There are many tips and tricks we’ve picked up in the industry that can help to reduce the cost of insurance. See if you can bring your policy down with these ten top tips.
Shopping around can save you hundreds of pound each year! It’s easy to stick with the same provider and let your insurance policy roll over year after year. Be sure to compare quotes and find the best insurance deal for you.
It may be more difficult to find the money to pay your insurance in one lump sum. A good tactic for this is to put the money to one side every month, as you would pay your bill. Then when the annual payment comes around you have the full amount. Hopefully, your policy will have gone down as long as you haven’t had any unfortunate incidents occur. Who knows, you might even have a little left to treat yourself with! A new bike accessory perhaps?
Depending on your experience as a rider, it may work out cheaper for you to add a more experienced biker. Or, you may have another person on your policy who may be raising the price for you. Equally, you may want to remove this person to bring the cost of our policy in line with your preferred budget.
This may sound simple. But by proving to insurance companies that your bike is locked away safety, particularly at night, will lower the cost of your policy. It is a good idea to invest in a sturdy lock too. Decent locks also act as a deterrent to thieves.
Unnecessary modifications can hinder the cost of an insurance policy. This is true across most vehicles, including cars and bikes. Modifying a vehicle can often be done with the intention of making the vehicle faster, and mostly this means the vehicle, therefore, becomes more dangerous. Bringing a higher potential for accidents.
Additional courses can give a rider extra experience, which will be taken into account by insurance providers. Any extra qualifications you can get in regards to driving will help to bring your policy down in price.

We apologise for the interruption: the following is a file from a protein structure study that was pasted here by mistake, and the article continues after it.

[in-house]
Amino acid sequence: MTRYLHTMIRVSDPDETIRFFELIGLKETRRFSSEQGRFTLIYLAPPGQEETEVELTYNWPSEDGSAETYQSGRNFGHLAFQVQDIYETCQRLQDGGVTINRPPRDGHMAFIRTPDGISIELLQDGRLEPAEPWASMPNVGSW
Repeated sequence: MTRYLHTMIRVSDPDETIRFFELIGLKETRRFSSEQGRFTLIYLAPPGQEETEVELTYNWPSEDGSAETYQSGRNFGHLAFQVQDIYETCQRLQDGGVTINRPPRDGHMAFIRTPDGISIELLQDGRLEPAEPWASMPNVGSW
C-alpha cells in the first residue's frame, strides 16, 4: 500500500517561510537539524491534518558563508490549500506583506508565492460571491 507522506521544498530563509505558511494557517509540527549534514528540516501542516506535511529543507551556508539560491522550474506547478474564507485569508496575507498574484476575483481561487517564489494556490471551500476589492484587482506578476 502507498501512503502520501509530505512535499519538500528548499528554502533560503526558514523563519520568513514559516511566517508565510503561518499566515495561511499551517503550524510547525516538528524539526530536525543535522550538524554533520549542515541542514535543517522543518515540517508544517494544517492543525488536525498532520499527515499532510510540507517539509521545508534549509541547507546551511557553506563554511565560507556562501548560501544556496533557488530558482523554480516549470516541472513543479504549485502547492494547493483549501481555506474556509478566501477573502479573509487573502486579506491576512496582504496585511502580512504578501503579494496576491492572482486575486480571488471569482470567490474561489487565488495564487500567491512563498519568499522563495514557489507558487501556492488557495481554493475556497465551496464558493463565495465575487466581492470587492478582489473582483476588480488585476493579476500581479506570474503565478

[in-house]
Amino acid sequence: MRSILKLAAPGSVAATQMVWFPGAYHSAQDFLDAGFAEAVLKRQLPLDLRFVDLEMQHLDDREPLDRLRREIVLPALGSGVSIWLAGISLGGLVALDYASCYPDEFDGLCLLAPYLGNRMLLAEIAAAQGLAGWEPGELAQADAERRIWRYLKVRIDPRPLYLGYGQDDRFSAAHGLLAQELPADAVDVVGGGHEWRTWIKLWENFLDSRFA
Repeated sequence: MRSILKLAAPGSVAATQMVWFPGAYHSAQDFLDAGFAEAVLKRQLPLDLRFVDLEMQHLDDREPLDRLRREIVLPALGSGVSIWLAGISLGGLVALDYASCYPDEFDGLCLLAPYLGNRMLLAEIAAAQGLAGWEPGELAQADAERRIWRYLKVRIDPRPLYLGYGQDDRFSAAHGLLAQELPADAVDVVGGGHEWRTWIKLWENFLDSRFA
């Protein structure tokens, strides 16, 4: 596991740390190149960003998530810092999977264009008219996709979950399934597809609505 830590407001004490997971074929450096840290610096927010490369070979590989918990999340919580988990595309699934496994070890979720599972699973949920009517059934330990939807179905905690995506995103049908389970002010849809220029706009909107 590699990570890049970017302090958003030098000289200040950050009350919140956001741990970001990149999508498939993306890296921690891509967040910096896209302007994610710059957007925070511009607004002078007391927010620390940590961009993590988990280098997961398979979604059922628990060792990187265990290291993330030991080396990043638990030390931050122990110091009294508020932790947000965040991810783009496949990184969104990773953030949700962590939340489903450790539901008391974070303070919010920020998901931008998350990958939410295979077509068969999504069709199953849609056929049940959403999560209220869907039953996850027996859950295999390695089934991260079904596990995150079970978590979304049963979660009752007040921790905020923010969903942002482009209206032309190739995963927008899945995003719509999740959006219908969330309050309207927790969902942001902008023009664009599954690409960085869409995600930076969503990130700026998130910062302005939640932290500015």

The older your bike is, and the smaller the engine can contribute to having a lower cost of an insurance policy. This is not always the case when taking some classic bikes into account. But generally, a bike with a smaller engine will be easier to insure. Again, this is similar to most car insurance policies too.
Be aware of the miles you are travelling. Take into account the mileage of a bike before you decide to go ahead and purchase it. An older bike with higher mileage may be considered to be less safe than a new bike, and therefore cost more to insure. Hopefully, all bikes are safe, even with all mileage – but it this would be taken into consideration with insurance companies.
Building up your no-claims bonus will help to drop your insurance policy. This applies across all vehicle policies too. Bikers always do their best to avoid accidents as they tend to be the ones that come out of accident worse off, due to the lack of protection. So being especially careful when driving will not only keep you safe but also save you money.
There are plenty of extras that can be added on to insurance policies. Not all of them are needed. Make sure that you are only paying for what you use. For example, if you have added a rider to your policy but they no longer ride then removing them may bring our policy down. Find out all about insurance extras, and what you do and don’t need here.
Find & compare the best bike insurance quotes with motorly here.